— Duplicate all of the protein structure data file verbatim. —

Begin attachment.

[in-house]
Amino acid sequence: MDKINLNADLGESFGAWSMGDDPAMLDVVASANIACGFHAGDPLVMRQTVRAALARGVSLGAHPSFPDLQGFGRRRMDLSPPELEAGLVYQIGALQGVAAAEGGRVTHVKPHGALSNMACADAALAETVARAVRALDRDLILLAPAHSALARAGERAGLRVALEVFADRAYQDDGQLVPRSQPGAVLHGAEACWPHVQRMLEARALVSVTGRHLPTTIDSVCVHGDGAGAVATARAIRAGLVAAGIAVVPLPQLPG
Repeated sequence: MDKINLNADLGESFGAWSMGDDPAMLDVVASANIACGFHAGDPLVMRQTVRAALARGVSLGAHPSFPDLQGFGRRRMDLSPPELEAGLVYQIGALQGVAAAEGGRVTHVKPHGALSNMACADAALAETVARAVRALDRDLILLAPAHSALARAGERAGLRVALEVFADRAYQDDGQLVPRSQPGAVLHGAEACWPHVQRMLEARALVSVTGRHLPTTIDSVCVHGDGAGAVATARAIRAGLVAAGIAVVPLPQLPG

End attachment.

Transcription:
[in-house]
Amino acid sequence: MDKINLNADLGESFGAWSMGDDPAMLDVVASANIACGFHAGDPLVMRQTVRAALARGVSLGAHPSFPDLQGFGRRRMDLSPPELEAGLVYQIGALQGVAAAEGGRVTHVKPHGALSNMACADAALAETVARAVRALDRDLILLAPAHSALARAGERAGLRVALEVFADRAYQDDGQLVPRSQPGAVLHGAEACWPHVQRMLEARALVSVTGRHLPTTIDSVCVHGDGAGAVATARAIRAGLVAAGIAVVPLPQLPG
Repeated sequence: MDKINLNADLGESFGAWSMGDDPAMLDVVASANIACGFHAGDPLVMRQTVRAALARGVSLGAHPSFPDLQGFGRRRMDLSPPELEAGLVYQIGALQGVAAAEGGRVTHVKPHGALSNMACADAALAETVARAVRALDRDLILLAPAHSALARAGERAGLRVALEVFADRAYQDDGQLVPRSQPGAVLHGAEACWPHVQRMLEARALVSVTGRHLPTTIDSVCVHGDGAGAVATARAIRAGLVAAGIAVVPLPQLPG